According to today's New York Times, the marketeers at Screenvision announced plans last week to upgrade the "preshow experience" in movie theaters that subscribe to their service. The preshow, for those of you dwelling in blissful ignorance, consists of banner ads, mindless trivia challenges, various interstitials and grotesquely overproduced PSAs, like those National Guard ads featuring Kid Rock and Three Doors Down. (At least, I think it was Three Doors Down. Either them or Nickelback. Some shitty band or other. Like I would know; those ads were so bad they'd inevitably make me flee to the lobby until they were over.)
I doubt there's a filmgoer on the planet who actually enjoys sitting through these things, but Screenvision believes negative reactions from audiences can be turned around by throwing even more shit onscreen before the movie starts. Their new "advertainment" block--and incidentally, every time someone uses the word "advertainment", an angel is cast into hell--will consist of sponsored Nascar footage, video clips of Timbaland apparently just hanging out and talking to us and a so-far-unspecified use of Paula Abdul.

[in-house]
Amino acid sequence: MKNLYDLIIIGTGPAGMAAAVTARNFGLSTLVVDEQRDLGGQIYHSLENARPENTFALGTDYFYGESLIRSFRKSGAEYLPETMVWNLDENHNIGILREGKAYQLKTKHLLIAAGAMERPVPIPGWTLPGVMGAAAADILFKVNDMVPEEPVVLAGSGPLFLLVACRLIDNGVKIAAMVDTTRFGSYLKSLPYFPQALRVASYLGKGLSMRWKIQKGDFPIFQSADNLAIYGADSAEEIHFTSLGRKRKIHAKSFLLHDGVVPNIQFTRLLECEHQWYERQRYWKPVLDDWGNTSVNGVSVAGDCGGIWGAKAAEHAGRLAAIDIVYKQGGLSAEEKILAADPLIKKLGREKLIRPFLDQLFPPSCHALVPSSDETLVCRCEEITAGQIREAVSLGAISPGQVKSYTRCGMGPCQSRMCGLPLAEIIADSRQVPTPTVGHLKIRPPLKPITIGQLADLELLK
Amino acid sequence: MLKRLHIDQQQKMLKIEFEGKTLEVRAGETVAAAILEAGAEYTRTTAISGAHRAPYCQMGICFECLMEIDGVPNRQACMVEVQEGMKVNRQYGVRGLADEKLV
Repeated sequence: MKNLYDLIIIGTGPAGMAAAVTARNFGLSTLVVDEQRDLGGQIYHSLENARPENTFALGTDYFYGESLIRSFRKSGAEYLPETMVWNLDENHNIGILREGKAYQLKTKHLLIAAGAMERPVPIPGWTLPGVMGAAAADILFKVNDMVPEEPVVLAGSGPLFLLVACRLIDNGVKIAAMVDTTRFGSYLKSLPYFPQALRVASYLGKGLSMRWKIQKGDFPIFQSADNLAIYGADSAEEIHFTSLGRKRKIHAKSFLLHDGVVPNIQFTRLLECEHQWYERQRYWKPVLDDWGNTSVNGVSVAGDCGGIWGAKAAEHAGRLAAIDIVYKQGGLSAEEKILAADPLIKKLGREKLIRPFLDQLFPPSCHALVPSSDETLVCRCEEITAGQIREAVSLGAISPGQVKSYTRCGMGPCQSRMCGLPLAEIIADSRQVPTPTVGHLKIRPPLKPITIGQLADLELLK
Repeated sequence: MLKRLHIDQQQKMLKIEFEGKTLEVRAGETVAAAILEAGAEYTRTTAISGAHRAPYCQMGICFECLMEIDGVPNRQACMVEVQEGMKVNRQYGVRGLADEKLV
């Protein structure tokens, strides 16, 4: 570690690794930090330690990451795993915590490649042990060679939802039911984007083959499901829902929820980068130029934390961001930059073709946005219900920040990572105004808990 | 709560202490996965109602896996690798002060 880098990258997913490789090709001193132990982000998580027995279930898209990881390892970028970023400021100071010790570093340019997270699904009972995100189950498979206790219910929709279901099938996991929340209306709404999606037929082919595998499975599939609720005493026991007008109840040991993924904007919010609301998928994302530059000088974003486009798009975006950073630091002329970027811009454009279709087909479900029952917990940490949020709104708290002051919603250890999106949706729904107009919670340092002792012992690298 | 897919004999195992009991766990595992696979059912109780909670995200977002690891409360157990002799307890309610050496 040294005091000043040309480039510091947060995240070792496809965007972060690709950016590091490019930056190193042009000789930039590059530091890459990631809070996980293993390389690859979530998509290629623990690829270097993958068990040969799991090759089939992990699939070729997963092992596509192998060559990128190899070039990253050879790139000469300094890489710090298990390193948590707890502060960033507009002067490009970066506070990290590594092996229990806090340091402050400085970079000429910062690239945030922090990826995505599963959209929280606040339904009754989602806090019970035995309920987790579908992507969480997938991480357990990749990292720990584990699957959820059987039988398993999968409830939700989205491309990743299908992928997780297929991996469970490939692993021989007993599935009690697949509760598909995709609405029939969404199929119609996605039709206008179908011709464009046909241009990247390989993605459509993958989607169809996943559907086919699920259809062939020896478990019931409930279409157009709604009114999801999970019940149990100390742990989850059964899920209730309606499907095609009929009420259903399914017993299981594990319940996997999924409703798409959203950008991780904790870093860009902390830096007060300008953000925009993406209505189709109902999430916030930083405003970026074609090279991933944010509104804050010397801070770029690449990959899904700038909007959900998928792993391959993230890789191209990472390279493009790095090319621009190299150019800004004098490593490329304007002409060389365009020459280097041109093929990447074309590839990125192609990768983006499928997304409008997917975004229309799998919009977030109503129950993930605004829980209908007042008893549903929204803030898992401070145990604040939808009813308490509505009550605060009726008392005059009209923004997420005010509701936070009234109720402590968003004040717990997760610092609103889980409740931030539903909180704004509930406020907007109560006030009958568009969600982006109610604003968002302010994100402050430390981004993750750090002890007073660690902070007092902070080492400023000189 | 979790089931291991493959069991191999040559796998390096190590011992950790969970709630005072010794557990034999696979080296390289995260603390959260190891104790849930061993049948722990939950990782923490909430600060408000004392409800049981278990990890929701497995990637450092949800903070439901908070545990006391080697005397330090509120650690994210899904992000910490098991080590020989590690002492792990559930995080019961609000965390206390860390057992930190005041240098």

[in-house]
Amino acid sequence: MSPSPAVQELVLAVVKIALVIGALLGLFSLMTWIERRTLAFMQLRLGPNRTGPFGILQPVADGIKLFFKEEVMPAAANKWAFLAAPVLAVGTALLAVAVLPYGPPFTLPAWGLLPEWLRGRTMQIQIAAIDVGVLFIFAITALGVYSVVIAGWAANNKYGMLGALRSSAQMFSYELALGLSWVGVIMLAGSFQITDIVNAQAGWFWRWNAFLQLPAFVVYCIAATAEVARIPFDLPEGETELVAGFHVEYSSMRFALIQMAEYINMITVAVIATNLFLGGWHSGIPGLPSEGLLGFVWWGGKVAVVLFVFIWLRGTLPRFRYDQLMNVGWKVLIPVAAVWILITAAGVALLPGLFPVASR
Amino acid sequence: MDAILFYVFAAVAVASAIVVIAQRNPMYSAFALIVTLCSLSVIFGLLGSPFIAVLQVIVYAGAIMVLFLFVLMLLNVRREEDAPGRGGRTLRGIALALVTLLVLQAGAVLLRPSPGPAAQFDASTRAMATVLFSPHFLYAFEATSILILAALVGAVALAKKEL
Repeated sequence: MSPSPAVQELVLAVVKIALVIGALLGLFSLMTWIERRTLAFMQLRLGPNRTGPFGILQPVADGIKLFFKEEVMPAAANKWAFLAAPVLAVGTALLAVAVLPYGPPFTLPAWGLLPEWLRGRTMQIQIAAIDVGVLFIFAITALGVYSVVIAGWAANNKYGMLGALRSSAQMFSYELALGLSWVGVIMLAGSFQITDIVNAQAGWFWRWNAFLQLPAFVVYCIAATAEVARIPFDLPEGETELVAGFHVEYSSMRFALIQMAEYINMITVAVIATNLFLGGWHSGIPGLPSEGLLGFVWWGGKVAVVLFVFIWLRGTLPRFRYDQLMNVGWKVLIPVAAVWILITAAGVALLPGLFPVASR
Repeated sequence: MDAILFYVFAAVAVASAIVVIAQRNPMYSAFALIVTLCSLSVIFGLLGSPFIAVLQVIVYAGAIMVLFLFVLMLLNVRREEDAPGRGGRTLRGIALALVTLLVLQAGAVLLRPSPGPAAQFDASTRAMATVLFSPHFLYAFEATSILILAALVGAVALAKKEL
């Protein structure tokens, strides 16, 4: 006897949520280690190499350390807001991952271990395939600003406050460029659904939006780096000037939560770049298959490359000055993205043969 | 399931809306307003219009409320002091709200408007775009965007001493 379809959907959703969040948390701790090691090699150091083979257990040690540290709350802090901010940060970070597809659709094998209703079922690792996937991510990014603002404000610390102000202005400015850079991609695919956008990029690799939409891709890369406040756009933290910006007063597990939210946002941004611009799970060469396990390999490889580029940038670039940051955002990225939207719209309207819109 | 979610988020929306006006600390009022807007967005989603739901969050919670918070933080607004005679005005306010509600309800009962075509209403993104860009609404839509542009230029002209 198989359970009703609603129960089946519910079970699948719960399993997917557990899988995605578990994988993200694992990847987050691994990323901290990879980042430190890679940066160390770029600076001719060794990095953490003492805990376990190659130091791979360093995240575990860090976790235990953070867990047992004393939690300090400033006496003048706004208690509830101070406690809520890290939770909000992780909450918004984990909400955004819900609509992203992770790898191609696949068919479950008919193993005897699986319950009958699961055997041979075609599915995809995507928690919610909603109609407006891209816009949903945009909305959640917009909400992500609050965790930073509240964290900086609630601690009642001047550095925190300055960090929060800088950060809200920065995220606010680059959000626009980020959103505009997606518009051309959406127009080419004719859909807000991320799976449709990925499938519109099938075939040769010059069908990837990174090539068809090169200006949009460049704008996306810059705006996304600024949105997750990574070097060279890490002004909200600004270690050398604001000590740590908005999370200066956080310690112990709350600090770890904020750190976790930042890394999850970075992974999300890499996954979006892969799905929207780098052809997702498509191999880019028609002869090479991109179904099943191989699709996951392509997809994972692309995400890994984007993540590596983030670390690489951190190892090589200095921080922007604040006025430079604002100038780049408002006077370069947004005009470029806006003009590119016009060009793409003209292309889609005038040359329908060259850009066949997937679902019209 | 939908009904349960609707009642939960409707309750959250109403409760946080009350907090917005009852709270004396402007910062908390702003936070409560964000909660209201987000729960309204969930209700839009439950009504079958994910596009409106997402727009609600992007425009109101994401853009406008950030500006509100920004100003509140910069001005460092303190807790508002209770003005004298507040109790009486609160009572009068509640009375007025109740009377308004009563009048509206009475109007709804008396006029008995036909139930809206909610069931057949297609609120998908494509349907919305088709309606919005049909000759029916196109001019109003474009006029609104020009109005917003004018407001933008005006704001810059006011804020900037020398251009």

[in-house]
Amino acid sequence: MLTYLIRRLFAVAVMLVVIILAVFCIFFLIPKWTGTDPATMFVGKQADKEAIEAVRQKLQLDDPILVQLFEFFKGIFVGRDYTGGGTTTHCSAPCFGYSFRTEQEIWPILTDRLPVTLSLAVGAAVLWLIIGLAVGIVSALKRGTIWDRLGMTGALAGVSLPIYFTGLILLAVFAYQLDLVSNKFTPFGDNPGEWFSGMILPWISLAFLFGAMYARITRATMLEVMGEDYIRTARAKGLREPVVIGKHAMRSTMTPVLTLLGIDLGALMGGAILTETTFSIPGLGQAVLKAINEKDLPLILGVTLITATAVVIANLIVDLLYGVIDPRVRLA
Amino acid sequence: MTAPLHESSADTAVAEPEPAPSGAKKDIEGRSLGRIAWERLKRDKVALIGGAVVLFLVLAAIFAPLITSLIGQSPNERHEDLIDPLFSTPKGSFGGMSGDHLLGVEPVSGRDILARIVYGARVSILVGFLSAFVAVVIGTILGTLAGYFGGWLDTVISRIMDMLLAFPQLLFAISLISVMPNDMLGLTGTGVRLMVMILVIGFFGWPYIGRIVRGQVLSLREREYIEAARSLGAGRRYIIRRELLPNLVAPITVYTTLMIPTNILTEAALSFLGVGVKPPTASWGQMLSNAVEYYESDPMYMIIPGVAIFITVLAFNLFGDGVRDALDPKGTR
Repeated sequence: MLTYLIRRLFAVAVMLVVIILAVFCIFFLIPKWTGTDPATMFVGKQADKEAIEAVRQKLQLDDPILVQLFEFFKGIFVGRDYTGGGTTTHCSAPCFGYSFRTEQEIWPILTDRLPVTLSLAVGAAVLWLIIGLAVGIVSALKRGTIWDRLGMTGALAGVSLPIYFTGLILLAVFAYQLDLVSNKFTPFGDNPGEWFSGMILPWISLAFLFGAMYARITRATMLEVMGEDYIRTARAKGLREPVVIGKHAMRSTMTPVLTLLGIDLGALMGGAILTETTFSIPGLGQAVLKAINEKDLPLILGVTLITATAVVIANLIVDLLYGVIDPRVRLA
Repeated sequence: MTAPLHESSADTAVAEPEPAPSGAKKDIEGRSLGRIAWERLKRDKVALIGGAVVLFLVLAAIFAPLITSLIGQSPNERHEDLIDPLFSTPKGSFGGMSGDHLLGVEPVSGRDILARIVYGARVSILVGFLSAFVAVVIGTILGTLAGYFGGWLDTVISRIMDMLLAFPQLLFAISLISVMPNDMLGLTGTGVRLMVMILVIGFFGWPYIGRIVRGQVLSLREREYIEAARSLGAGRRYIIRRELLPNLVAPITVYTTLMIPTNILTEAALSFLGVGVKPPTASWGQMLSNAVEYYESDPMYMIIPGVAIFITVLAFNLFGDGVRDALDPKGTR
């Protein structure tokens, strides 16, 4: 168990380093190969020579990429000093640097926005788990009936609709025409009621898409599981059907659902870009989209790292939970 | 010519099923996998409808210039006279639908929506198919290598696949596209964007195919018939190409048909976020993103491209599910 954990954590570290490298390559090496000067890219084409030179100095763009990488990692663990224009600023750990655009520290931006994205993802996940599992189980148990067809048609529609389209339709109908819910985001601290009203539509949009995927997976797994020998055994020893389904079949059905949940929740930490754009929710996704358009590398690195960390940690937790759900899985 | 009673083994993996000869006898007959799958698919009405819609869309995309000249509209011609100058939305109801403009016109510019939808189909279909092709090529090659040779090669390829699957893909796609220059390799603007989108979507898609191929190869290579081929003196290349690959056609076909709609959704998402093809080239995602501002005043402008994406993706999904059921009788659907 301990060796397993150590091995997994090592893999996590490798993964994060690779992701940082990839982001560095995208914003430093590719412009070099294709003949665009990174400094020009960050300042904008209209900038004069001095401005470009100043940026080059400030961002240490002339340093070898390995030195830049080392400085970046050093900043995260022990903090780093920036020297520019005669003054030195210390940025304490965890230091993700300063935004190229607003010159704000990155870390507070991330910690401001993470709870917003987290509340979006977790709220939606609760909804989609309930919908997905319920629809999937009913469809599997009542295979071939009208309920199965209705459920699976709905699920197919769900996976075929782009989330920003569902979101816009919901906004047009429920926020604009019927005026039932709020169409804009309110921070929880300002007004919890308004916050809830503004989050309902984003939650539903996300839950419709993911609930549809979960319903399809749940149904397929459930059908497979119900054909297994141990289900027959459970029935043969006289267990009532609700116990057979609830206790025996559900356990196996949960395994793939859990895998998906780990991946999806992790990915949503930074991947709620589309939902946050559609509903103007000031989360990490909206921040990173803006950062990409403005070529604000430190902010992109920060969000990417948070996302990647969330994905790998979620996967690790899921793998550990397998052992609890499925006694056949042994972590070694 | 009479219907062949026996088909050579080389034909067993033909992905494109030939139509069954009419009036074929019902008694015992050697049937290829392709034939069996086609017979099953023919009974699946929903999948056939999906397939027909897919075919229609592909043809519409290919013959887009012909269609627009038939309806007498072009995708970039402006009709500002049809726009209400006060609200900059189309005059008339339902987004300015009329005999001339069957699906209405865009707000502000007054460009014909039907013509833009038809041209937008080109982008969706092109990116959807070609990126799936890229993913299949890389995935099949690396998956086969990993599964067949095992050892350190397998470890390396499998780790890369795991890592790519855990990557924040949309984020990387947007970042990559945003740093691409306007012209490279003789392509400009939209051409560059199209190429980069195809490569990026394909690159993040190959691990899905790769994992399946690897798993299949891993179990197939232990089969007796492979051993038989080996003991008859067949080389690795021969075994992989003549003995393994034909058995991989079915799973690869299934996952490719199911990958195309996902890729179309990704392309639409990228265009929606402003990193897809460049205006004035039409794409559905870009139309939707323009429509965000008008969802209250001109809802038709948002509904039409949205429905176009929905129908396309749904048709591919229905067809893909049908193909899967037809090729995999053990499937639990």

You can understand why the folks at Screenvision spend their time dreaming up nonsense like this--it's their job, after all. And they allegedly have the numbers to prove it: The Times cites a Nielsen study claiming in-theater advertising was one of the few aspects of the ad world to show growth in 2009.
That's presumably due to the fact that theater owners are faced with dwindling attendance a smaller slice of the box-office take, thanks to increasingly outrageous demands from distributors. But what the numbers don't take into account is how many potential filmgoers actually stay away precisely because of the preshow spectacle.
Even if you only get to the theater ten minutes before showtime, you're still bombarded with ads that whole time, followed by an endless onslaught of trailers. By the time the movie itself starts, you've already spent a full half-hour or so sitting in the dark watching images on a screen, and exhaustion has set in. If there's a movie I'm on the fence about seeing, I usually decide to wait for the DVD, mostly because the moviegoing experience is so actively unpleasant these days, and I'm sure I'm not alone.
People know when they are being treated like chimps in a Skinner box, and they resent it. All the advertainment in the world can't change that.